I’m writing about my first time doing a “death notification”. I will be withholding details as not to betray the confidence of those involved.
It was a normal morning on patrol, maybe too normal. Then a “possible dead body” call came in. The officer I was with asked “You wanna go?” It was out of out beat, but we asked. So we got clearance and made our way to the address.
So we run code all the way there. (I interrupt this blog for a commercial break.) GO RIGHT FOR SIRENS AND LIGHTS. Get OUT of the way. Sure, when we are blaring through the intersection, it makes you wait for an extra 10 seconds. But I think you would want everyone out of our way when we are coming to your house. Someone asked me before if it’s exciting to go that fast. Honestly, at first, I thought so. But then I saw how people freak out when you are coming. When you are driving 60 plus in a 35 and people refuse to yield and you have to go in opposing lanes of traffic, “exciting” is not the word I’d use to describe it. If it were up to me, I’d go back and look at the cruiser video and send a lot of people a little present in the mail, AKA a citation. So I was a little annoyed. Someone here is dying and we might be the difference between life and death. So move over. (Now back to my regular scheduled blogging.)
When we got there, the medics were trying their best to save the individual. But as most of you know, there comes a time when they have to stop. And that moment is heartbreaking, not just to the family, but to them. No matter how much air they pumped into those lungs, they were never going to breathe again. They informed me, and I began to advise the family that their loved one was dead. The family did not understand this (and usually will not, and that’s perfectly understandable), and it was heartbreaking. But they dealt calmly with the family and let me console and explain what was happening.
I’ve you have never been at this kind of scene, you have no idea just how much pain and emotion is expressed. And since people all express grief differently, you never truly know what to expect. You never can really prepare yourself for the most basic of life’s emotions, grief over a hard loss. I did my best to console the family. I did my best to explain why EMS had to stop. I did my best to explain why they could not go into the room with the body, still warm. But it’s hard. It’s hard to look at a spouse, with tears in their eyes (while fighting back your own) and state you can not let them in the room until it has been cleared by the Coroner’s office.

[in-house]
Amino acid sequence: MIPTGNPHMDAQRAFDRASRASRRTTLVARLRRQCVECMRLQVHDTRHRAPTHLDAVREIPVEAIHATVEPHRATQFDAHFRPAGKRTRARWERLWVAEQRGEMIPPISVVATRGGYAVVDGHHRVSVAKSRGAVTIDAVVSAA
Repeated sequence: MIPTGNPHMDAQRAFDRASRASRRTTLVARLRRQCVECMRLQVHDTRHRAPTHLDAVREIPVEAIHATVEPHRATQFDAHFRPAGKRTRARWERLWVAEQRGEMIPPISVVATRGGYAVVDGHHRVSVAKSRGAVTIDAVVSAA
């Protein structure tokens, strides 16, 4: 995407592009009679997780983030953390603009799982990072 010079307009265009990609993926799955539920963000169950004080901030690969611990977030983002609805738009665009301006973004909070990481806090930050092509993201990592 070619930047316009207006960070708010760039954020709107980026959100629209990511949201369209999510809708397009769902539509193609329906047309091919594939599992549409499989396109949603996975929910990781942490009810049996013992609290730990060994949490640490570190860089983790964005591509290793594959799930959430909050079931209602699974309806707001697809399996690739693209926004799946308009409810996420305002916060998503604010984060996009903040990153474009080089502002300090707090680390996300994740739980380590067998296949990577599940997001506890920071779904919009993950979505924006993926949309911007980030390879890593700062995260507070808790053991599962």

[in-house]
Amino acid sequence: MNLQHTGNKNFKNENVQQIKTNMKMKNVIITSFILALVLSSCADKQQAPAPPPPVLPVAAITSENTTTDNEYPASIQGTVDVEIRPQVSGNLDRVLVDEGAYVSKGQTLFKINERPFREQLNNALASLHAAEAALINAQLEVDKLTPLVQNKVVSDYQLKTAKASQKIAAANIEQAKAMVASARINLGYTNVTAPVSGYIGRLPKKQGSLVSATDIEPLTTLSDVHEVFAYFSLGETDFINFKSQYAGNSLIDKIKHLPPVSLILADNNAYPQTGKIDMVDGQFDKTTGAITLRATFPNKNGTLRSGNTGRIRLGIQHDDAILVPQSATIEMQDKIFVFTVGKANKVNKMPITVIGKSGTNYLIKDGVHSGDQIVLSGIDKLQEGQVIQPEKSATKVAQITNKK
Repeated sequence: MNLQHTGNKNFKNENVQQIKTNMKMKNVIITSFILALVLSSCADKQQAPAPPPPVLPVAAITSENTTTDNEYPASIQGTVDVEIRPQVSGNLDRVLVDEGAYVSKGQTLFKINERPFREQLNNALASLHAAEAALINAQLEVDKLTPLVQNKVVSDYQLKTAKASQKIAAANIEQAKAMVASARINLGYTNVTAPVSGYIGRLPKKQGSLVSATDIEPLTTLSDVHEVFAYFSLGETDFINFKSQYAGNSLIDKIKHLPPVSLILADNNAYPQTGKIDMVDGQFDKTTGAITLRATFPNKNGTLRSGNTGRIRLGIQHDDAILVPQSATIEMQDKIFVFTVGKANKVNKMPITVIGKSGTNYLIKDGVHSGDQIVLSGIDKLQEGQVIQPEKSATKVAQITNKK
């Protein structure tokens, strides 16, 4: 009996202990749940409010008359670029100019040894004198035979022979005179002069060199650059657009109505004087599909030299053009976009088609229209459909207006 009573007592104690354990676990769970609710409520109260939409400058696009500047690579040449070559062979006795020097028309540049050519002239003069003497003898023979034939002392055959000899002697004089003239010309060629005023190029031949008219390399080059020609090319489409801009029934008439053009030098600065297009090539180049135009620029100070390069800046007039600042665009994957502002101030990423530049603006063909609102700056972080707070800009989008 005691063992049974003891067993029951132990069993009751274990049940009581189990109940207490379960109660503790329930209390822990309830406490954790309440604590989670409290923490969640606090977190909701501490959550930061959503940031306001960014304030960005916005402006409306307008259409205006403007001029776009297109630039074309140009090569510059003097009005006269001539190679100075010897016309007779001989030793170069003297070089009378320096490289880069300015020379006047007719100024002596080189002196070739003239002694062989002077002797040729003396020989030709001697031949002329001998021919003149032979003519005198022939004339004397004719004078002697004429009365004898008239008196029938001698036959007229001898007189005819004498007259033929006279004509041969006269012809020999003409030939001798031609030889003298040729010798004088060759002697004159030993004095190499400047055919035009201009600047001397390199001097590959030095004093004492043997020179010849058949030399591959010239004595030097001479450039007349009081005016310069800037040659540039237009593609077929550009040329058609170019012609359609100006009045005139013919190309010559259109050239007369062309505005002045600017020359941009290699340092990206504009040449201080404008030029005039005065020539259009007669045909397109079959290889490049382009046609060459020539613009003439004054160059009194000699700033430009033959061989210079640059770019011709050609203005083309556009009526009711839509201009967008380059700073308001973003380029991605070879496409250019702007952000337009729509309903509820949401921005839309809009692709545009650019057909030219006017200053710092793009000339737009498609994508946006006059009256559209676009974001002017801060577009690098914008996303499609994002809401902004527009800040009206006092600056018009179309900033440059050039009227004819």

When the investigator from the Coroner’s office arrived, it was a relief, because I advised that soon we could let them into the room. To see a spouse lay in the floor next to their loved one, and put their arm around them and weep is a sight that could make almost anyone cry. I also must admit that I had to get some “fresh air” to avoid betraying my cool exterior.
After the dust settled and we left 3 hours later, and since then, I’ve had some time to think about the events of today. Here are a few tips in case you find yourself in that situation.
1. If you are a responder (Police, Fire, EMS, etc), you owe it to yourself to be prepared. Those people will need you. You can’t fail them. There are lots of articles on the internet so find them. If your state offers training, take it (For all you Ohioans, OPOTA offers it).
2. Be prepared. If you know in advance it’s a possibility, do what you need to do. Pray, listen to a song, have silence, whatever you need.
3. Understand that since everyone reacts in different ways, some may scream, some may deny, some may get violet. Remember, it’s NOT about you.
The 5 stages of grief
Grief – everyone’s response is different
4. Not only should you have someone do it with you, but have someone to talk to afterwards (Chaplain, pastor, etc).
A notification will most likely be draining, physically and emotionally. SO take a few minutes for you both before and after.